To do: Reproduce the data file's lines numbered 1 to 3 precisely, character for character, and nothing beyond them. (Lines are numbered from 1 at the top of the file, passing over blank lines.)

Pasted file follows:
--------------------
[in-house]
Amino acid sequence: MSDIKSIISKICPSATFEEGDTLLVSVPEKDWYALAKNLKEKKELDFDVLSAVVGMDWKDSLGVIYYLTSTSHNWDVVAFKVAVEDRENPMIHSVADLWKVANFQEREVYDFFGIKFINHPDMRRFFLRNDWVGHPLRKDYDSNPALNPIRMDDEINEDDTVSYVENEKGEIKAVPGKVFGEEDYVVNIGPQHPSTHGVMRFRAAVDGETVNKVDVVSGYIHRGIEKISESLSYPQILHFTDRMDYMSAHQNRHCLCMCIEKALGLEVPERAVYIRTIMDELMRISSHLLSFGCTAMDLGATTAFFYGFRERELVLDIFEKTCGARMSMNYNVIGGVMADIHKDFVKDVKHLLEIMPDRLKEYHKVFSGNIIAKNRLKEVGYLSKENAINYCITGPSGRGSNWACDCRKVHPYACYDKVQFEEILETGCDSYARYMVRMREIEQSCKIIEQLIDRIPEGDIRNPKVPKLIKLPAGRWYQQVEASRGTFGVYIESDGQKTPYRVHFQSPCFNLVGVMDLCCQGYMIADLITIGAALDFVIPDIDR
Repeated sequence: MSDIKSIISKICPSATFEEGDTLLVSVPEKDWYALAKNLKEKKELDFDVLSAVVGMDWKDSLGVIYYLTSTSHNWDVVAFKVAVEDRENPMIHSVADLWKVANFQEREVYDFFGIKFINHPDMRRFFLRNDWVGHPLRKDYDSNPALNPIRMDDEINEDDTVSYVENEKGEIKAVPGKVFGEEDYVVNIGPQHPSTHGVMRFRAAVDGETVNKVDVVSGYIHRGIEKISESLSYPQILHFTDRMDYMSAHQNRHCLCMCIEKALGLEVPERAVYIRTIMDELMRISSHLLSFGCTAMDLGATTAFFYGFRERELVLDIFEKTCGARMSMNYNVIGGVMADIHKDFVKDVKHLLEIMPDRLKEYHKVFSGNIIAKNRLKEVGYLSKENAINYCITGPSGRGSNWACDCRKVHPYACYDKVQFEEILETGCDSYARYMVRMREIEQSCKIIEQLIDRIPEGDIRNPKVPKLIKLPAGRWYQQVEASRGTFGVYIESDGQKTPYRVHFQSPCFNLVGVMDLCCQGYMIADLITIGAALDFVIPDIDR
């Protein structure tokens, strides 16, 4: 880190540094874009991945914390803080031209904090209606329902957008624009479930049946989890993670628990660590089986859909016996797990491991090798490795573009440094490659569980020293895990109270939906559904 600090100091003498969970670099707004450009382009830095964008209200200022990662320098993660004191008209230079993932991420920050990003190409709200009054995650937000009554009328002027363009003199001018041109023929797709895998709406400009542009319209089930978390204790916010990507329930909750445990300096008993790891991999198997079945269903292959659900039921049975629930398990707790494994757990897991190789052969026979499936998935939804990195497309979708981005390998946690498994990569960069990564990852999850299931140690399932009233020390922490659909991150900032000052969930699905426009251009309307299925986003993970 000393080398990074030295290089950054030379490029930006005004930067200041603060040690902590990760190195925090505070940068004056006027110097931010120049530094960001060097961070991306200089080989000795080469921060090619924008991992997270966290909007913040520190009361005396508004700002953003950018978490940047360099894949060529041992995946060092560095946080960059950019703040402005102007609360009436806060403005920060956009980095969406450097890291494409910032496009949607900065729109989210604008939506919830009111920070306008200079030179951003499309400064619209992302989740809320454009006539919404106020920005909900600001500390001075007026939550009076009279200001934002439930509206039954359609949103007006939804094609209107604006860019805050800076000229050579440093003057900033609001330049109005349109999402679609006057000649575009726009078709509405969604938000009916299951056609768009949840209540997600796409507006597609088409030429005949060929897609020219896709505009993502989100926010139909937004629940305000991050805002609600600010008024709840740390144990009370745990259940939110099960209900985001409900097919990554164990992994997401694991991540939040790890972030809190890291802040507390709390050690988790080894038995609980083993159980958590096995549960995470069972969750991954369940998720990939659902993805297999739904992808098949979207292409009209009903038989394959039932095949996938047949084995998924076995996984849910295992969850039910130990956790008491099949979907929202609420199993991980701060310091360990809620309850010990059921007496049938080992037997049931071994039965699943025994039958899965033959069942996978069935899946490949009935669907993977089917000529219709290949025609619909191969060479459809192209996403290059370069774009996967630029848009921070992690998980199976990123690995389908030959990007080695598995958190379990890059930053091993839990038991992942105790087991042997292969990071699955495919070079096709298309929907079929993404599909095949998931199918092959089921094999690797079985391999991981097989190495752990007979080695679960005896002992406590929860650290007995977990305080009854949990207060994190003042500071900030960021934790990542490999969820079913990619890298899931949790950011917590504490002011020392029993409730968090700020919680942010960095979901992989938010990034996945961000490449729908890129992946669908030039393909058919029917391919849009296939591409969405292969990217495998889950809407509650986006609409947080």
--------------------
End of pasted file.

[in-house]
Amino acid sequence: MSDIKSIISKICPSATFEEGDTLLVSVPEKDWYALAKNLKEKKELDFDVLSAVVGMDWKDSLGVIYYLTSTSHNWDVVAFKVAVEDRENPMIHSVADLWKVANFQEREVYDFFGIKFINHPDMRRFFLRNDWVGHPLRKDYDSNPALNPIRMDDEINEDDTVSYVENEKGEIKAVPGKVFGEEDYVVNIGPQHPSTHGVMRFRAAVDGETVNKVDVVSGYIHRGIEKISESLSYPQILHFTDRMDYMSAHQNRHCLCMCIEKALGLEVPERAVYIRTIMDELMRISSHLLSFGCTAMDLGATTAFFYGFRERELVLDIFEKTCGARMSMNYNVIGGVMADIHKDFVKDVKHLLEIMPDRLKEYHKVFSGNIIAKNRLKEVGYLSKENAINYCITGPSGRGSNWACDCRKVHPYACYDKVQFEEILETGCDSYARYMVRMREIEQSCKIIEQLIDRIPEGDIRNPKVPKLIKLPAGRWYQQVEASRGTFGVYIESDGQKTPYRVHFQSPCFNLVGVMDLCCQGYMIADLITIGAALDFVIPDIDR
Repeated sequence: MSDIKSIISKICPSATFEEGDTLLVSVPEKDWYALAKNLKEKKELDFDVLSAVVGMDWKDSLGVIYYLTSTSHNWDVVAFKVAVEDRENPMIHSVADLWKVANFQEREVYDFFGIKFINHPDMRRFFLRNDWVGHPLRKDYDSNPALNPIRMDDEINEDDTVSYVENEKGEIKAVPGKVFGEEDYVVNIGPQHPSTHGVMRFRAAVDGETVNKVDVVSGYIHRGIEKISESLSYPQILHFTDRMDYMSAHQNRHCLCMCIEKALGLEVPERAVYIRTIMDELMRISSHLLSFGCTAMDLGATTAFFYGFRERELVLDIFEKTCGARMSMNYNVIGGVMADIHKDFVKDVKHLLEIMPDRLKEYHKVFSGNIIAKNRLKEVGYLSKENAINYCITGPSGRGSNWACDCRKVHPYACYDKVQFEEILETGCDSYARYMVRMREIEQSCKIIEQLIDRIPEGDIRNPKVPKLIKLPAGRWYQQVEASRGTFGVYIESDGQKTPYRVHFQSPCFNLVGVMDLCCQGYMIADLITIGAALDFVIPDIDR